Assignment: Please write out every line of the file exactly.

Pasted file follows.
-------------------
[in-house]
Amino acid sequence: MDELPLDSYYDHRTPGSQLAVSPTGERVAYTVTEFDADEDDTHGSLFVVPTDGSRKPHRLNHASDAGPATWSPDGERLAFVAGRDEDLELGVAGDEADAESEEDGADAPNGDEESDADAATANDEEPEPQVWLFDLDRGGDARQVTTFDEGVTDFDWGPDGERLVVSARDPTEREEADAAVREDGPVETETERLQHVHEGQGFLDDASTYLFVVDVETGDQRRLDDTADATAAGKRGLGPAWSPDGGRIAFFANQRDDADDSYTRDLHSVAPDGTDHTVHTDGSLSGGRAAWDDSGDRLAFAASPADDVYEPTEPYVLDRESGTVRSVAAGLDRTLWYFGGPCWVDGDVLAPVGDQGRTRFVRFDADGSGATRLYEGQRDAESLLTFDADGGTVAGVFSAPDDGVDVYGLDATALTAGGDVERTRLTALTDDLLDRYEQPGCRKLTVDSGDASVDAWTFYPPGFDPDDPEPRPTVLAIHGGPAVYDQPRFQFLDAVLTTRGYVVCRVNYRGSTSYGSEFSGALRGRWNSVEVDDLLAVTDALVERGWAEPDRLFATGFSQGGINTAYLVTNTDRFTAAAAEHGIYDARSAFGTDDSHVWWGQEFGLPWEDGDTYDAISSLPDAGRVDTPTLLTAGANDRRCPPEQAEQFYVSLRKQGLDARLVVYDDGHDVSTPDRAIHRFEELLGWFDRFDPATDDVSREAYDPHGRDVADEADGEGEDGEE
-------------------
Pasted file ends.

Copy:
[in-house]
Amino acid sequence: MDELPLDSYYDHRTPGSQLAVSPTGERVAYTVTEFDADEDDTHGSLFVVPTDGSRKPHRLNHASDAGPATWSPDGERLAFVAGRDEDLELGVAGDEADAESEEDGADAPNGDEESDADAATANDEEPEPQVWLFDLDRGGDARQVTTFDEGVTDFDWGPDGERLVVSARDPTEREEADAAVREDGPVETETERLQHVHEGQGFLDDASTYLFVVDVETGDQRRLDDTADATAAGKRGLGPAWSPDGGRIAFFANQRDDADDSYTRDLHSVAPDGTDHTVHTDGSLSGGRAAWDDSGDRLAFAASPADDVYEPTEPYVLDRESGTVRSVAAGLDRTLWYFGGPCWVDGDVLAPVGDQGRTRFVRFDADGSGATRLYEGQRDAESLLTFDADGGTVAGVFSAPDDGVDVYGLDATALTAGGDVERTRLTALTDDLLDRYEQPGCRKLTVDSGDASVDAWTFYPPGFDPDDPEPRPTVLAIHGGPAVYDQPRFQFLDAVLTTRGYVVCRVNYRGSTSYGSEFSGALRGRWNSVEVDDLLAVTDALVERGWAEPDRLFATGFSQGGINTAYLVTNTDRFTAAAAEHGIYDARSAFGTDDSHVWWGQEFGLPWEDGDTYDAISSLPDAGRVDTPTLLTAGANDRRCPPEQAEQFYVSLRKQGLDARLVVYDDGHDVSTPDRAIHRFEELLGWFDRFDPATDDVSREAYDPHGRDVADEADGEGEDGEE